Let’s talk books, and the reasons why we aren’t reading enough of them. Of course, you’re reading to your kids, but when was the last time you dove into a book just for you? You’re busy. I know you are. I am, too. And we can probably squeeze in some reading time while we’re waiting in line at the BMV or after the kids have gone to bed, but who has time to actually FIND books to read? You do. Really. You do.
It’s the internet age, which may mean we’re distracted by millions of soundbites and tweets and youtube videos, but it also means we don’t ever, ever have to be without good books to read. I mean it. Used properly, the internet will keep us in books forever. I’m always looking for new ones, and since I don’t have tons of time for browsing (or for wasting on books I hate) , I’ve developed a go-to strategy. Ready?
It starts with finding the recommendations. I follow a few blogs that review books or that give recommendations, though I keep this to only a handful to eliminate clutter. Here are ones that I”ve found the most useful.
- Great New Books – Only posts once a week, but I’ve found some I would NEVER have tried but was really glad I did.
- Green Bean Teen Queen – She’s a librarian, so not all the posts are book recommendations, but she’s a librarian, so she knows about a lot of books you haven’t heard of.
- Epbot – This is girly geek blog, and only very occasionally has book recommendations, but when she does, we have very similar taste. Search her book posts. Even the comments have good stuff.
Also, have you guys seen this website? You just type in a book you loved and it pulls up several you might want to try. Pretty fun.
I also use Amazon for this. Go to Amazon, type in a book you love and see what else people who bought that book are buying. I’ve found tons of books this way, though I always check them out pretty carefully before diving in, since, you know, they are trying to sell you something.
And I just found this post, which takes books you loved as a kid and tells you what you should read now as an adult. It is rocking my world. I want to try so many of these books.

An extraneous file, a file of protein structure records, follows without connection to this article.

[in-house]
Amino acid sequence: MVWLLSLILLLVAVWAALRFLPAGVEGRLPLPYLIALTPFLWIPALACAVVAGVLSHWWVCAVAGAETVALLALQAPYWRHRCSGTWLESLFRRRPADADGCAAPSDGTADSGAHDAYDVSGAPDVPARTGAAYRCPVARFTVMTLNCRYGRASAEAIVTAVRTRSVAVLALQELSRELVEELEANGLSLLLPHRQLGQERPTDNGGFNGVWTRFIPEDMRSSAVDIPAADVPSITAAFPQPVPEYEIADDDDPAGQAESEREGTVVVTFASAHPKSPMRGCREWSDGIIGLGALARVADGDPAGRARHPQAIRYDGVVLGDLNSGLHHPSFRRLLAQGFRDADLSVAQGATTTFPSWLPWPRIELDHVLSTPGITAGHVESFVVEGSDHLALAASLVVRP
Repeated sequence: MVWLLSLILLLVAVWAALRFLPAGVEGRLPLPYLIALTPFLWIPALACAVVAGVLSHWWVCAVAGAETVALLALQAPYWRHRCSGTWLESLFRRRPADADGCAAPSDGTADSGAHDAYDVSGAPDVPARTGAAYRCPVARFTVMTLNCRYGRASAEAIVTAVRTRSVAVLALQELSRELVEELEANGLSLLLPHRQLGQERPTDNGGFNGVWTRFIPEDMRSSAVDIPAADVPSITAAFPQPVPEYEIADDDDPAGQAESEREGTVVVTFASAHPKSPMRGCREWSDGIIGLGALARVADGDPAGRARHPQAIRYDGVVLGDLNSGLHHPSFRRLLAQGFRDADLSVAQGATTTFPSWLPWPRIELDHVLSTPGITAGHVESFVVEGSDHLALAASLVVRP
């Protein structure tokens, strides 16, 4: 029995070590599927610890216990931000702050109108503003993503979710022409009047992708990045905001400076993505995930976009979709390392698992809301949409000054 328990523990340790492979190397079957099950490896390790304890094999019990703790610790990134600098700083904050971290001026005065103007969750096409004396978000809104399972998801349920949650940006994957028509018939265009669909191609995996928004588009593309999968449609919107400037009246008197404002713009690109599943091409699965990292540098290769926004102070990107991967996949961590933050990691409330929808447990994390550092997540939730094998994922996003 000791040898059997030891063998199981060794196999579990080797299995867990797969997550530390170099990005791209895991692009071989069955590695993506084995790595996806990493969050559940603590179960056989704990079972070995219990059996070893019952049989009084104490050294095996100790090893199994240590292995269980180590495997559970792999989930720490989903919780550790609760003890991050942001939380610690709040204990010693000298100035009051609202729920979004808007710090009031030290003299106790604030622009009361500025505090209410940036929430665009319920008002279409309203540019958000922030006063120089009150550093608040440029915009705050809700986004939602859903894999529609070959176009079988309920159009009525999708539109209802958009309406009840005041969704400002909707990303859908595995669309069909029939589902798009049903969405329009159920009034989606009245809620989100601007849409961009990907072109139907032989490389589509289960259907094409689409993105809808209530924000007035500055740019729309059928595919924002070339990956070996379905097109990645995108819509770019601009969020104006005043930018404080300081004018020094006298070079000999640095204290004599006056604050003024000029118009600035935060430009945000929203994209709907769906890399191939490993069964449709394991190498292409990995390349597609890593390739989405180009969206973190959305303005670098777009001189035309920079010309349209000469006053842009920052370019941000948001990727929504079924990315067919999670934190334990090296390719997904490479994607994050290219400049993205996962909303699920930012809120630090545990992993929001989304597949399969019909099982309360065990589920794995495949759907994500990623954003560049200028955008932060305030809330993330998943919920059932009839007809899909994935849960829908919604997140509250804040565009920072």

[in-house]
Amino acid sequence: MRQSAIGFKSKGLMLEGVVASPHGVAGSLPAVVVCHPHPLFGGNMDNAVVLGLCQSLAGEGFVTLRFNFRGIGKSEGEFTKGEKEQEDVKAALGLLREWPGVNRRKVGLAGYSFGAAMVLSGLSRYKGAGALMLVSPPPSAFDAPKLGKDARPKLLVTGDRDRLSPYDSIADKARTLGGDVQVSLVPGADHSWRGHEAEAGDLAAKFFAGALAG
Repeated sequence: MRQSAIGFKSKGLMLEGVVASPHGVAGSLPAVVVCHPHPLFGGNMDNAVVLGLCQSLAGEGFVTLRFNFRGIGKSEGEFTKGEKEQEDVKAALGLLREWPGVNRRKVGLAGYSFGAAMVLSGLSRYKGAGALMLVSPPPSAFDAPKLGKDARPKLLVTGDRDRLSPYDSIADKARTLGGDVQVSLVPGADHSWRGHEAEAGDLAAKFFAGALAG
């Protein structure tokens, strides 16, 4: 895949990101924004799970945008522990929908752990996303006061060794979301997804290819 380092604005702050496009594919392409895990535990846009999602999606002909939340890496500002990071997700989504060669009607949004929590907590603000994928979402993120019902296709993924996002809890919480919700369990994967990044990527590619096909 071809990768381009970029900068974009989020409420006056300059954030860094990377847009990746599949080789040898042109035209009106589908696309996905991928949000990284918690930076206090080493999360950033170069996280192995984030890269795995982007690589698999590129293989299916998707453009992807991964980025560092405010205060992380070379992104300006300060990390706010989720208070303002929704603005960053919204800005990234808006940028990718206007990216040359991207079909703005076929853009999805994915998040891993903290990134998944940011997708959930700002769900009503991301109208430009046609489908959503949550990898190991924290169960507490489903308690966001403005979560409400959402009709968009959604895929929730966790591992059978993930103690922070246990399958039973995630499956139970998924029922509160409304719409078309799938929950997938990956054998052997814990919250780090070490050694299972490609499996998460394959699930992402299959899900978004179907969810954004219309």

Then comes (very quick) research. Once I have an interesting title, I turn back to Amazon. I use them as a reference tool even more than I buy from them, which is really saying something. On Amazon you can get a good description of the book plus a rating and a whole bunch of short reviews. It’s helpful to me in figuring out if this is really going to fit my taste. Pro tip: If you look down at the “customers also bought” strip, and you see other books you like, you should probably check that out.
Then go crazy on the library’s online reservation page. Of course, at this point, you can just click “Buy with one click” on Amazon, and the book will be at your doorstep in two days. That’s a good option, if you can afford the habit. I, on the other hand, am cheap, and I only like to buy books that I love, which means I have to read them first. So, once I’ve found the books I want to read on Amazon, I head over to the library page and reserve myself a copy (in Indianapolis, that’s here). I go for ebooks if I can get them and hard copies if not. If the ebook is in, I’ve just gone from no idea what to read to a book I’ll probably enjoy in under ten minutes. If I have to wait on a hold, then…well, I’m waiting, but I usually have a whole list of books on hold at any given time, so they keep coming in a steady stream. If you don’t have a library card, GET ONE. When my biggest kids were little, I thought the library couldn’t help me because who has time to browse with little ones hanging on your knees? But the whole online reservation thing has changed the game. When I’ve reserved a book, all I have to do is stop by and grab it when they send me the email that it’s in. Five minutes, in and out, no browsing necessary. As my five-year-old is constantly saying, easy-peasy lemon squeezy.
So there you go. In ten of your Facebook browsing or medical symptom researching minutes, you could have a couple of great books at your fingertips. No excuses!
It’s a heady time to be alive. Let’s get living (and by living, of course, I mean reading).